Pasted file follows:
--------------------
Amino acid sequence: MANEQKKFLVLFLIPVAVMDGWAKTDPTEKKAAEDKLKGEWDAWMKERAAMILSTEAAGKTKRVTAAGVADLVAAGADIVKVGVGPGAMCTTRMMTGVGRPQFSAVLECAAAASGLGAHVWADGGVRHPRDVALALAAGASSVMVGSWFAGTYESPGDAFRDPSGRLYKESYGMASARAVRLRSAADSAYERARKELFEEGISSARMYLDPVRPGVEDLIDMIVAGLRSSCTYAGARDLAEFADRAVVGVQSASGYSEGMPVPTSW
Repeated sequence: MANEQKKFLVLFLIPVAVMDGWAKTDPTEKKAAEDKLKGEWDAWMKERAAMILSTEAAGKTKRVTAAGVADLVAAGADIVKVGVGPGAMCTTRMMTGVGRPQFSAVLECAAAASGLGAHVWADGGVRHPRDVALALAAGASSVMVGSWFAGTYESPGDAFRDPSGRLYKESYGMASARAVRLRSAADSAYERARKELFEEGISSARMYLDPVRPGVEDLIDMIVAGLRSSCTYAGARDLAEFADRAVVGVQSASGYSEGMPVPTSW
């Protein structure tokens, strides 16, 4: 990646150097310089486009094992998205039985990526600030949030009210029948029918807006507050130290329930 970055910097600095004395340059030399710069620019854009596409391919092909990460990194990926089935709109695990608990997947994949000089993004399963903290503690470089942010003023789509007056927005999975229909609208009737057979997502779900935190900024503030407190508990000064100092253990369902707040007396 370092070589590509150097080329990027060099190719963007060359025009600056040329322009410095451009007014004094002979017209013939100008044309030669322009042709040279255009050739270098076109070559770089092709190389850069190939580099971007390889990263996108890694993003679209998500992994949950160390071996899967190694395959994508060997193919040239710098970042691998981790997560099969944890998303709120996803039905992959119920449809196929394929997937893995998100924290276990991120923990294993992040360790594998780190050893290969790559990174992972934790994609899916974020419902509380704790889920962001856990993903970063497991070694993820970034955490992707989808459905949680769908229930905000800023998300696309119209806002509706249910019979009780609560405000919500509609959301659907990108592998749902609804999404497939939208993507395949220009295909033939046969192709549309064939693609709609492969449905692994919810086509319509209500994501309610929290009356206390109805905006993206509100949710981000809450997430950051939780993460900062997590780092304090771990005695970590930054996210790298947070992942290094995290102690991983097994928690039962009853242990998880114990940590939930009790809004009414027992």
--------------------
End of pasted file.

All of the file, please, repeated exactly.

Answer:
Amino acid sequence: MANEQKKFLVLFLIPVAVMDGWAKTDPTEKKAAEDKLKGEWDAWMKERAAMILSTEAAGKTKRVTAAGVADLVAAGADIVKVGVGPGAMCTTRMMTGVGRPQFSAVLECAAAASGLGAHVWADGGVRHPRDVALALAAGASSVMVGSWFAGTYESPGDAFRDPSGRLYKESYGMASARAVRLRSAADSAYERARKELFEEGISSARMYLDPVRPGVEDLIDMIVAGLRSSCTYAGARDLAEFADRAVVGVQSASGYSEGMPVPTSW
Repeated sequence: MANEQKKFLVLFLIPVAVMDGWAKTDPTEKKAAEDKLKGEWDAWMKERAAMILSTEAAGKTKRVTAAGVADLVAAGADIVKVGVGPGAMCTTRMMTGVGRPQFSAVLECAAAASGLGAHVWADGGVRHPRDVALALAAGASSVMVGSWFAGTYESPGDAFRDPSGRLYKESYGMASARAVRLRSAADSAYERARKELFEEGISSARMYLDPVRPGVEDLIDMIVAGLRSSCTYAGARDLAEFADRAVVGVQSASGYSEGMPVPTSW
């Protein structure tokens, strides 16, 4: 990646150097310089486009094992998205039985990526600030949030009210029948029918807006507050130290329930 970055910097600095004395340059030399710069620019854009596409391919092909990460990194990926089935709109695990608990997947994949000089993004399963903290503690470089942010003023789509007056927005999975229909609208009737057979997502779900935190900024503030407190508990000064100092253990369902707040007396 370092070589590509150097080329990027060099190719963007060359025009600056040329322009410095451009007014004094002979017209013939100008044309030669322009042709040279255009050739270098076109070559770089092709190389850069190939580099971007390889990263996108890694993003679209998500992994949950160390071996899967190694395959994508060997193919040239710098970042691998981790997560099969944890998303709120996803039905992959119920449809196929394929997937893995998100924290276990991120923990294993992040360790594998780190050893290969790559990174992972934790994609899916974020419902509380704790889920962001856990993903970063497991070694993820970034955490992707989808459905949680769908229930905000800023998300696309119209806002509706249910019979009780609560405000919500509609959301659907990108592998749902609804999404497939939208993507395949220009295909033939046969192709549309064939693609709609492969449905692994919810086509319509209500994501309610929290009356206390109805905006993206509100949710981000809450997430950051939780993460900062997590780092304090771990005695970590930054996210790298947070992942290094995290102690991983097994928690039962009853242990998880114990940590939930009790809004009414027992």